Methods/Design
This paper presents the design for a randomized controlled trial to be conducted between September 2007 – September 2008, evaluating the effectiveness of a physical therapy treatment for non-traumatic shoulder complaints. One hundred subjects are included in this study. All subjects have unilateral shoulder pain for at least six months and are referred to a physical therapy practice specialized in musculoskeletal disorders of the neck-, shoulder-, and arm.
After the initial assessment patients are randomly assigned to either an intervention group or a control-group (wait and see). The primary outcome measure is the overall score of the Dutch language version of the DASH (Disabilities of Arm, Shoulder and Hand) questionnaire.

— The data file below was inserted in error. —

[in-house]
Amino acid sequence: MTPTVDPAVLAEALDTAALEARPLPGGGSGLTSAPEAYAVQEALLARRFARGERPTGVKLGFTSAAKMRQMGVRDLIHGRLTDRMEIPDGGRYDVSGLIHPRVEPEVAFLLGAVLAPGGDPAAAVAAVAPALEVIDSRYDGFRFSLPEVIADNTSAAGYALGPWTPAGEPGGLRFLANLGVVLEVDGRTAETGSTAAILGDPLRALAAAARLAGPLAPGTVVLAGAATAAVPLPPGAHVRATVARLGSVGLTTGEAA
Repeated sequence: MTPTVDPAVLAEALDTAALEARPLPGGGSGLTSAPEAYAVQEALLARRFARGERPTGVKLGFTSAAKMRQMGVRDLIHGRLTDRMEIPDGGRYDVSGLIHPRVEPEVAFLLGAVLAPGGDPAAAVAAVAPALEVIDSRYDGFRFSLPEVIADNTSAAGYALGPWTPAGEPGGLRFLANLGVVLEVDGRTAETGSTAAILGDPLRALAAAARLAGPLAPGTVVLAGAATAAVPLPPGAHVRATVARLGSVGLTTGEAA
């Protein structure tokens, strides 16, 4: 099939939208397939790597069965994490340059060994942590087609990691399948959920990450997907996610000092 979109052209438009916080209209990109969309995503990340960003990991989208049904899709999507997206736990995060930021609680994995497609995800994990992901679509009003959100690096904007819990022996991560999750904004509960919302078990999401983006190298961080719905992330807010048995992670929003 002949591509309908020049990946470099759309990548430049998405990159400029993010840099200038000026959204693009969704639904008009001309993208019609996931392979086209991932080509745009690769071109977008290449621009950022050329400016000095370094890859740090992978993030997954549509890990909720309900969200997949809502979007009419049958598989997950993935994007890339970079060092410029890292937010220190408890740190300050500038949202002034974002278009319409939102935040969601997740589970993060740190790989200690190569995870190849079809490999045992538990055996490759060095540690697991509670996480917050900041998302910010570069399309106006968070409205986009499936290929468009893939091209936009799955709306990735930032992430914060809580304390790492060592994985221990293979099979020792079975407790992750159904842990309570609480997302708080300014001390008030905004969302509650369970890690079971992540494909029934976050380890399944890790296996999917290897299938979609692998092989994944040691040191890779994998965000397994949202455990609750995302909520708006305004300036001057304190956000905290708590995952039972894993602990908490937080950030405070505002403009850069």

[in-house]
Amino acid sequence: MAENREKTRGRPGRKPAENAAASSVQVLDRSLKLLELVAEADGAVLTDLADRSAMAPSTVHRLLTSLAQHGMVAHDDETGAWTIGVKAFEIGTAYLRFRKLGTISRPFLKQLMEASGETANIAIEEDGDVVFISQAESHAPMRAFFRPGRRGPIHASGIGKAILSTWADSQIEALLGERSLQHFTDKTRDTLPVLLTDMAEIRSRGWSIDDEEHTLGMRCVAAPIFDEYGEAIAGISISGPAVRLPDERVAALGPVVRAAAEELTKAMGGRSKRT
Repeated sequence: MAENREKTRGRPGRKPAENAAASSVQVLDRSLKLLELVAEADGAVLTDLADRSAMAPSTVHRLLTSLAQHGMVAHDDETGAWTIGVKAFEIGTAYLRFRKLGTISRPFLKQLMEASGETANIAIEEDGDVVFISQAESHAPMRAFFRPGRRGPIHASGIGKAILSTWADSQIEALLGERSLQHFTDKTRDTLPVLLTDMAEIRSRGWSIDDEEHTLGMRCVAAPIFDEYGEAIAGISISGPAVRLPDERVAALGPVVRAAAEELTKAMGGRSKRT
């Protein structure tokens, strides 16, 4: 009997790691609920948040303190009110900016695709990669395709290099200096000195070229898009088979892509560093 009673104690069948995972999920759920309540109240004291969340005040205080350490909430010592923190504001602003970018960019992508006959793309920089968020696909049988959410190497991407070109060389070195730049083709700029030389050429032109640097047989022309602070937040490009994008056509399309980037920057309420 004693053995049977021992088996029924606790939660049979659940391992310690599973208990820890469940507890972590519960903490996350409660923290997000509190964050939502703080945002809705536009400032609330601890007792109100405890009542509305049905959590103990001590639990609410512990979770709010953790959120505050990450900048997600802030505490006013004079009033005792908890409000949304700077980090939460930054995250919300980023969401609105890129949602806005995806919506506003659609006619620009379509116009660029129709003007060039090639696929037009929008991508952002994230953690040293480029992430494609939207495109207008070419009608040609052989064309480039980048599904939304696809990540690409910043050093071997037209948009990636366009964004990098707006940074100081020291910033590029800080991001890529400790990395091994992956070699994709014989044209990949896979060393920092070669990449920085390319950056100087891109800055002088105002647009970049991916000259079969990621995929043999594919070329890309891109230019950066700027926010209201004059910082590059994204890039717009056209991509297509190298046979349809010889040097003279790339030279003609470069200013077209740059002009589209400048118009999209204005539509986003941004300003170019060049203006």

Discussion
Since there is only little evidence for the efficacy of physical therapy interventions in certain shoulder disorders, there is a need for further research. We found only a few studies examining the efficacy of MTrP therapy for shoulder disorders. Therefore we will perform a randomised clinical trial of the effect of physical therapy interventions aimed to inactivate MTrPs, on pain and impairment in shoulder function in a population of chronic a-traumatic shoulder patients. We opted for an intervention strategy that best reflects daily practice. Manual high velocity thrust techniques and dry-needling are excluded. Because in most physical therapy interventions, blinding of the patient and the therapist is not possible, we will perform a randomised, controlled and observer-blinded study.
Trial Registration
This randomized clinical trial is registered at current controlled trials ISRCTN75722066.
doi:10.1186/1471-2474-8-107
PMCID: PMC2246010  PMID: 17983467
4.  Effectiveness of calf muscle stretching for the short-term treatment of plantar heel pain: a randomised trial 
Background